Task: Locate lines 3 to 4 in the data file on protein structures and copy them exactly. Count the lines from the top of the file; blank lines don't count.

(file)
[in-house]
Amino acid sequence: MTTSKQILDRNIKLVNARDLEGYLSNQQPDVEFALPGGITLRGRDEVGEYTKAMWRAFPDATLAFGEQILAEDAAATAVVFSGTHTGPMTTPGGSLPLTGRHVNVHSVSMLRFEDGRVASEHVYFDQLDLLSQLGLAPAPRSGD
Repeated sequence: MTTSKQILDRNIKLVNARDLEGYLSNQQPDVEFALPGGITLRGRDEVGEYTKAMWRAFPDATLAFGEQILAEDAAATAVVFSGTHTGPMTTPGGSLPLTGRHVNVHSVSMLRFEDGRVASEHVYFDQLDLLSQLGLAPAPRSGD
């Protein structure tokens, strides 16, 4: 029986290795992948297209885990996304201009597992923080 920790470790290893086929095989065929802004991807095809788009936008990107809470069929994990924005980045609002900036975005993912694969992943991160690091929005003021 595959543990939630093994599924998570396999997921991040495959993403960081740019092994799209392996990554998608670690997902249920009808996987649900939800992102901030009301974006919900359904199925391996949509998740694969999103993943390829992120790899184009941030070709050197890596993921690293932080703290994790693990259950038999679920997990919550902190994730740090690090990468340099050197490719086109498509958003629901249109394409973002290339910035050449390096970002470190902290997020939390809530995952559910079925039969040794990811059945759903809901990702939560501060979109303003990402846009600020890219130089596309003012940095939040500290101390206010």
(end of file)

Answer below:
Repeated sequence: MTTSKQILDRNIKLVNARDLEGYLSNQQPDVEFALPGGITLRGRDEVGEYTKAMWRAFPDATLAFGEQILAEDAAATAVVFSGTHTGPMTTPGGSLPLTGRHVNVHSVSMLRFEDGRVASEHVYFDQLDLLSQLGLAPAPRSGD
């Protein structure tokens, strides 16, 4: 029986290795992948297209885990996304201009597992923080 920790470790290893086929095989065929802004991807095809788009936008990107809470069929994990924005980045609002900036975005993912694969992943991160690091929005003021 595959543990939630093994599924998570396999997921991040495959993403960081740019092994799209392996990554998608670690997902249920009808996987649900939800992102901030009301974006919900359904199925391996949509998740694969999103993943390829992120790899184009941030070709050197890596993921690293932080703290994790693990259950038999679920997990919550902190994730740090690090990468340099050197490719086109498509958003629901249109394409973002290339910035050449390096970002470190902290997020939390809530995952559910079925039969040794990811059945759903809901990702939560501060979109303003990402846009600020890219130089596309003012940095939040500290101390206010």